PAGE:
2. The Panel of Experts, i.e., the Darusman Panel, appointed by the UN Secretary General states: “There is no doubt that an internal armed conflict was being waged in Sri Lanka with the requisite intensity during the period that the Panel examined. As a result, international humanitarian law is the law against which to measure the conduct of both the Government and the LTTE”.
3. Paragraphs 175, 182 and 183 of the OISL report prepared for the Human Rights Council by the Office of the UN High Commissioner states:
Para. 175: “OISL notes that Sri Lanka has submitted a Declaration of State of emergency, dated 30 May 2000, derogating from articles 9 (2), 12 (1), 12 (2), 14 (3), 17(1), 19 (2), 21 and 22 of the ICCPR. Measures taken pursuant to derogation are lawful to the extent they comply with the conditions set out in international human rights law”.
Para. 182: “Article 3 common to the four Geneva Conventions relating to conflicts not of an international character is applicable to the situation in Sri Lanka, with all parties to the conflict being bound to respect the guarantees pertaining to the treatment of civilians and persons hors de combat contained therein. Common Article 3 binds all parties to the conflict to respect, as a minimum, that persons taking no direct part in hostilities as well as those placed hors de combat shall be treated humanely, without any adverse distinction”.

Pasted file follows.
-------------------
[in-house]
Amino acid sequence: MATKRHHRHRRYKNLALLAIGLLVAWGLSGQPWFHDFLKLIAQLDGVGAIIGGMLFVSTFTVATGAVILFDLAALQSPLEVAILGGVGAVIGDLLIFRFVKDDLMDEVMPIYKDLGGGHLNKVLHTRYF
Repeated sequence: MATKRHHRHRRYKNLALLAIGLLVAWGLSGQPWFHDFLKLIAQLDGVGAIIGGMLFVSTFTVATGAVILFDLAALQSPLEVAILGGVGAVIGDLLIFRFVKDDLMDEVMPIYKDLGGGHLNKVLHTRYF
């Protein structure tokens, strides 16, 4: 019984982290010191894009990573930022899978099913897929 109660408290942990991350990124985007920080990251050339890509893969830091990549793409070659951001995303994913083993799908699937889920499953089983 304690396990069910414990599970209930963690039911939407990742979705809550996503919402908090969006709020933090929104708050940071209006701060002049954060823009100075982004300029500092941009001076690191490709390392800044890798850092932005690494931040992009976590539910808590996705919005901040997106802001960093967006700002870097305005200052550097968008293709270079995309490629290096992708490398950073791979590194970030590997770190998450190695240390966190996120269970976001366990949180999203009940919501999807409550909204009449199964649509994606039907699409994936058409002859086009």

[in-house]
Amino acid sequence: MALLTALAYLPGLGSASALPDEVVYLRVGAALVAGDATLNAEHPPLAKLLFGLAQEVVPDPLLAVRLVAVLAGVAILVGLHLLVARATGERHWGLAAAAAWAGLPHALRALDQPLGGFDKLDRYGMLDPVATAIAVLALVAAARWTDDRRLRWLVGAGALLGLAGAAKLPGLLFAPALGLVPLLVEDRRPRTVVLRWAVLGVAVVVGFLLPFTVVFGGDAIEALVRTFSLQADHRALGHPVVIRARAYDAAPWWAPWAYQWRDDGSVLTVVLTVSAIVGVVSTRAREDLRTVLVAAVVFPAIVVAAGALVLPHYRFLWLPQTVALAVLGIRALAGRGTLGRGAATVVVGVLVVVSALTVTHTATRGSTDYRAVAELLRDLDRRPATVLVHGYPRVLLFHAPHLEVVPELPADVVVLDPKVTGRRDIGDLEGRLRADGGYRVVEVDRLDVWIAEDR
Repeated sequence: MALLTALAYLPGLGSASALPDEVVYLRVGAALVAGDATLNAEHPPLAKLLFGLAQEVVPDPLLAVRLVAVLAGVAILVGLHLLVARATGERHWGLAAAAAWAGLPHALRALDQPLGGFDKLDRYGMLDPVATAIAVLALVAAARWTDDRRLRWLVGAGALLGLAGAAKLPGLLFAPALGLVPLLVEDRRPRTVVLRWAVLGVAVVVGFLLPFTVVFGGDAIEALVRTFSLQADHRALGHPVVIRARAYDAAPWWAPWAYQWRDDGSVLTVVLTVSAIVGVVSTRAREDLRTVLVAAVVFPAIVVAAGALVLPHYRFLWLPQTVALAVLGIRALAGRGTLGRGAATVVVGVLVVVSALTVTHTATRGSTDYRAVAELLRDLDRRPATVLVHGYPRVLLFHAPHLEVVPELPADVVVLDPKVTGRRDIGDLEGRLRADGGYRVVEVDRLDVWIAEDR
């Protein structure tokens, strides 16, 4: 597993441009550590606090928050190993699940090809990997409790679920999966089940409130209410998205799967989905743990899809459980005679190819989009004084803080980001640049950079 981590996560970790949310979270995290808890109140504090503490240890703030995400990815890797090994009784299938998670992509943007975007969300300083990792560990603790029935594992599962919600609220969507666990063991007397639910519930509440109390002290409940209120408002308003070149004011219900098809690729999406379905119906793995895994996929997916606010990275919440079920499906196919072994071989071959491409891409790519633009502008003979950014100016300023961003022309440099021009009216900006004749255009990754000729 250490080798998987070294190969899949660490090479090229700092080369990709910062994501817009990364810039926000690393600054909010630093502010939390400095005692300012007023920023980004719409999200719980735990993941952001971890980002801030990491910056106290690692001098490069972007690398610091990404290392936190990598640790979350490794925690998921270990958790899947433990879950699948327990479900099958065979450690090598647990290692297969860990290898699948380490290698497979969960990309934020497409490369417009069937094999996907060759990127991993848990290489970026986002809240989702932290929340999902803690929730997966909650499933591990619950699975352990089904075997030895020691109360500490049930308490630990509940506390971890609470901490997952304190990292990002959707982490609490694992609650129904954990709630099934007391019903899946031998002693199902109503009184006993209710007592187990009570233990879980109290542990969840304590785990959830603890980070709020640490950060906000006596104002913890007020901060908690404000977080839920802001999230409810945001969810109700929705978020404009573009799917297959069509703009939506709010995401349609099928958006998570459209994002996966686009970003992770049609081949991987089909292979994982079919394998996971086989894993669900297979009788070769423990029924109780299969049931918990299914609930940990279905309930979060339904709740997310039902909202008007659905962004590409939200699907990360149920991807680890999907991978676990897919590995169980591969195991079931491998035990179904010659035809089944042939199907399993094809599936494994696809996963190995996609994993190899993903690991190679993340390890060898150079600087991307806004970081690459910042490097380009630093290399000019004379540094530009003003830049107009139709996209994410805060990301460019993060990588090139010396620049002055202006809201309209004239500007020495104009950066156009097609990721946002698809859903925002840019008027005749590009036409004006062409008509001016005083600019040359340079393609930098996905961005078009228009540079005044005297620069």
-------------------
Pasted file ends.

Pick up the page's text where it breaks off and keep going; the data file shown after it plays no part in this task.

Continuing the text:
Para. 183: “In addition, the Government and armed groups that are parties to the conflict are bound alike by the relevant rules of customary international law applicable in non-international armed conflict”.